The debate arises along with a deep underlying uncertainty, the uncertainty accompanying the success of the logical calculus in the twentieth century. With the rapid growth of modern logic, a full system of proof is offered in which great scope and consistency are attained with unprecedented rigor. A powerful symbolic system of crystalline clarity seems to have absorbed the previously dominant logic based on the syllogistics of Aristotle. Yet mathematical language, the calculus of propositions, is a system of symbols equally applicable to electronic switching-circuitry as to assertions made in natural language. The symbolic logic of propositional and predicational relations seems to prescind from any intrinsic connection with direct assertions or general truths (premises based on species-identities, as in Aristotle’s eidei). The formalism achieved by relational logic seems to render irrelevant any specific embeddedness in any particular domain of reasoning. Just as geometrical axioms are no longer bound to the domain of circles (physical figures) but are operable with contrary postulates, so too logic is now gradually freed of any naturally given syntax.
The result is philosophical uncertainty. Is traditional syllogistics still a feasible model for rational discourse and for the explanatory elaboration of proof, or is it merely an interesting variant of a system based on widely accepted but contingent postulates. Further, is logic — in an essential way — largely irrelevant to everyday nonscientific argumentation?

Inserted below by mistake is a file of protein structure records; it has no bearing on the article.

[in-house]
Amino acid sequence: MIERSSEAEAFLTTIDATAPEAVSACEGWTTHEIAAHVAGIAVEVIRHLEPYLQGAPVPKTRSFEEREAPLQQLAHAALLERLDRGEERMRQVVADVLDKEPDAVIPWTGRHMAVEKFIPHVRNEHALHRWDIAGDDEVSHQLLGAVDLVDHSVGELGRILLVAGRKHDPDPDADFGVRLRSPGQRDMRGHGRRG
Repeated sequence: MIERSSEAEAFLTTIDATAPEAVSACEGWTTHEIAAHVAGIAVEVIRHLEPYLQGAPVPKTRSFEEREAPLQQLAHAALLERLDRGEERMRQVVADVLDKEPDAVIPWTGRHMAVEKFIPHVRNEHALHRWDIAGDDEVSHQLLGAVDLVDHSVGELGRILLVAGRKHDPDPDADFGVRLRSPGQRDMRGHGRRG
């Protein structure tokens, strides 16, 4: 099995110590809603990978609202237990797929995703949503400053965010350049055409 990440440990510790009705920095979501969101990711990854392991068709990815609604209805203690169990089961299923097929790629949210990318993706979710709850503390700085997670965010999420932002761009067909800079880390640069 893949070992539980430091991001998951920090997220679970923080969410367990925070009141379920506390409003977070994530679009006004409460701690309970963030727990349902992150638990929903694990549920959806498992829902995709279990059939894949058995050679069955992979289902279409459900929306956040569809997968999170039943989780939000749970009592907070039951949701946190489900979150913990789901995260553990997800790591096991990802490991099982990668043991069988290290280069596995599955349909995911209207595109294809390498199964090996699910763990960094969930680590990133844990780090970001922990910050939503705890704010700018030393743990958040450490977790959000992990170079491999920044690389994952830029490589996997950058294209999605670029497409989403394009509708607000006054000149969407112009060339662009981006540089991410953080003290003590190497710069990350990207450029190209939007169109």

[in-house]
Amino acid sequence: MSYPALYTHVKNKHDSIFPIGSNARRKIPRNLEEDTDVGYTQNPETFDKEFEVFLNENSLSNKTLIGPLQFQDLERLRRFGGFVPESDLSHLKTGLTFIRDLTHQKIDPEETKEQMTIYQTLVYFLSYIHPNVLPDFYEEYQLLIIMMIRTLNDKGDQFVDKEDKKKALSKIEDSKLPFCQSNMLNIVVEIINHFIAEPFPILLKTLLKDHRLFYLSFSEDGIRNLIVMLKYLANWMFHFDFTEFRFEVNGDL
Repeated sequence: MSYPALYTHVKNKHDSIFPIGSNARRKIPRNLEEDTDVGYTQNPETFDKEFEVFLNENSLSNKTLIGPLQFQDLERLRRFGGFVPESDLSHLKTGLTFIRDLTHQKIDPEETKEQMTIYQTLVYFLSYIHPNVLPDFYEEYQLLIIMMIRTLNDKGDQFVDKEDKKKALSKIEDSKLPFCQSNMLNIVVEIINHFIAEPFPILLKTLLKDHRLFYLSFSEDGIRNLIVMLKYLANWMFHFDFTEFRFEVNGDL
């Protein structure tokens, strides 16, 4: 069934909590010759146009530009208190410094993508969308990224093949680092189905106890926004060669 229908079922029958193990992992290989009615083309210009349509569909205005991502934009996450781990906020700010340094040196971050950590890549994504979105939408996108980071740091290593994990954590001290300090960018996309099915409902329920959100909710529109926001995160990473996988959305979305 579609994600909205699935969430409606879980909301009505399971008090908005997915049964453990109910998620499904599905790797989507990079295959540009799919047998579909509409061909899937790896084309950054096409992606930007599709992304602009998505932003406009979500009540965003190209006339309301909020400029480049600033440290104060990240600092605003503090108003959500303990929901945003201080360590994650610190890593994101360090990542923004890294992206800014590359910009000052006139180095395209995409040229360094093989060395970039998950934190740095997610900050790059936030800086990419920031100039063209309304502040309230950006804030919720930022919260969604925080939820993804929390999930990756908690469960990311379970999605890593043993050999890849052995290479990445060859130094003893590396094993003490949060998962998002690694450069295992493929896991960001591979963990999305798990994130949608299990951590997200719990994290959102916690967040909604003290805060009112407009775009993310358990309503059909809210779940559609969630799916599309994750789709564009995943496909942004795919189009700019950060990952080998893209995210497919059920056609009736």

This philosophical uncertainly can be seen in the pedagogical chaos of logic textbooks. While generally reluctant to revive Aristotelian syllogistics, textbooks become increasingly experimental in an effort to bring forth a model for rationality. There are texts which put forward unadulterated mathematical logic, a branch of pure mathematics, and ignore the intelligent student who winces at the excruciating violence done to language in the name of “translation” and ”well-formed formulas.” Other texts subscribe to an amorphously “informal” logic aimed at detecting fallacies, providing merely a negative model for rationality. And then there are numerous attempts at rhetorical approaches to material logic, efforts that demonstrate great ingenuity but begin from arbitrary starting points, and in which complex rules for diagramming arguments are proliferated, but with no foundation in systematic intellectual principles.
It is not therefore surprising when a philosopher comes boldly forth and declares provocatively that we have “two logics” (Henry Veatch’s book by that title in l969): first, a traditional (Aristotelian) logic with rules for the predicative inferences ”natural” to the spoken and written word; and second, a “spider-like” calculus which weaves logical relations of great technical power and abstraction without, however, being grounded in any particular human purposes or without being interpretive of a definite experiential domain. To point out such a state of affairs or quid facti is troubling, not only on account of the pedagogical perplexity, but we are left philosophically uneasy with the existence of “two logics” until we can answer the question quid iuris: By what right do we advance one over the other as a standard or model for reasoning? Is it possible philosophically to ground the primacy of one over the other?